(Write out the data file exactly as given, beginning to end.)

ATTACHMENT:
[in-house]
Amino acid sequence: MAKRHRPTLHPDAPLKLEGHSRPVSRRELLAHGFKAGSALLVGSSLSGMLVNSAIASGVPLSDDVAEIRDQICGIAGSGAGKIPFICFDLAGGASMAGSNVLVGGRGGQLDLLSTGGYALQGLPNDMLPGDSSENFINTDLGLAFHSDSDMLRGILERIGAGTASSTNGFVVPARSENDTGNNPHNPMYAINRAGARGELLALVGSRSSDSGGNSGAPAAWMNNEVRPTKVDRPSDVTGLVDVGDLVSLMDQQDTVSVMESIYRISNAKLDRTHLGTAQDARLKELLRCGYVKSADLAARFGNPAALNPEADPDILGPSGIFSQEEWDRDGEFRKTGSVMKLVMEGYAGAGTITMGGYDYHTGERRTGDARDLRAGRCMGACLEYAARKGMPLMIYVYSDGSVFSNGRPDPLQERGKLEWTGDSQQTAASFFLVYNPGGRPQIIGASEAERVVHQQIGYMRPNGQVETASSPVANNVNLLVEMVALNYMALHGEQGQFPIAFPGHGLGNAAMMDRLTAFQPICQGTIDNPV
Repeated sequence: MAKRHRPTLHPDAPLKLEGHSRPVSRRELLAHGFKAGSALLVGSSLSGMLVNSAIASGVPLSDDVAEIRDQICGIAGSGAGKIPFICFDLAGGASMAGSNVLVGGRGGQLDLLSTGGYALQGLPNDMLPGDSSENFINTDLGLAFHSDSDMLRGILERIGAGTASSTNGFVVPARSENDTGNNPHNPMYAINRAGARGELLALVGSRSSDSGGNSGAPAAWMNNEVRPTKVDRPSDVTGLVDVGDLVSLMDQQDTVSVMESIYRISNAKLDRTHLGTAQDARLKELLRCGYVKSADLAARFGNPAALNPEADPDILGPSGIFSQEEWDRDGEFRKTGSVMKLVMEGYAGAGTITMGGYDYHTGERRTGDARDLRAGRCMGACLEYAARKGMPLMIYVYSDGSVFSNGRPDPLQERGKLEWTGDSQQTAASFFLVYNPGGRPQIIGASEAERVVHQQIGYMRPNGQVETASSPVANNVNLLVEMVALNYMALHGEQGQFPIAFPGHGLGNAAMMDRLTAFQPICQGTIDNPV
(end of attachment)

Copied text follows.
[in-house]
Amino acid sequence: MAKRHRPTLHPDAPLKLEGHSRPVSRRELLAHGFKAGSALLVGSSLSGMLVNSAIASGVPLSDDVAEIRDQICGIAGSGAGKIPFICFDLAGGASMAGSNVLVGGRGGQLDLLSTGGYALQGLPNDMLPGDSSENFINTDLGLAFHSDSDMLRGILERIGAGTASSTNGFVVPARSENDTGNNPHNPMYAINRAGARGELLALVGSRSSDSGGNSGAPAAWMNNEVRPTKVDRPSDVTGLVDVGDLVSLMDQQDTVSVMESIYRISNAKLDRTHLGTAQDARLKELLRCGYVKSADLAARFGNPAALNPEADPDILGPSGIFSQEEWDRDGEFRKTGSVMKLVMEGYAGAGTITMGGYDYHTGERRTGDARDLRAGRCMGACLEYAARKGMPLMIYVYSDGSVFSNGRPDPLQERGKLEWTGDSQQTAASFFLVYNPGGRPQIIGASEAERVVHQQIGYMRPNGQVETASSPVANNVNLLVEMVALNYMALHGEQGQFPIAFPGHGLGNAAMMDRLTAFQPICQGTIDNPV
Repeated sequence: MAKRHRPTLHPDAPLKLEGHSRPVSRRELLAHGFKAGSALLVGSSLSGMLVNSAIASGVPLSDDVAEIRDQICGIAGSGAGKIPFICFDLAGGASMAGSNVLVGGRGGQLDLLSTGGYALQGLPNDMLPGDSSENFINTDLGLAFHSDSDMLRGILERIGAGTASSTNGFVVPARSENDTGNNPHNPMYAINRAGARGELLALVGSRSSDSGGNSGAPAAWMNNEVRPTKVDRPSDVTGLVDVGDLVSLMDQQDTVSVMESIYRISNAKLDRTHLGTAQDARLKELLRCGYVKSADLAARFGNPAALNPEADPDILGPSGIFSQEEWDRDGEFRKTGSVMKLVMEGYAGAGTITMGGYDYHTGERRTGDARDLRAGRCMGACLEYAARKGMPLMIYVYSDGSVFSNGRPDPLQERGKLEWTGDSQQTAASFFLVYNPGGRPQIIGASEAERVVHQQIGYMRPNGQVETASSPVANNVNLLVEMVALNYMALHGEQGQFPIAFPGHGLGNAAMMDRLTAFQPICQGTIDNPV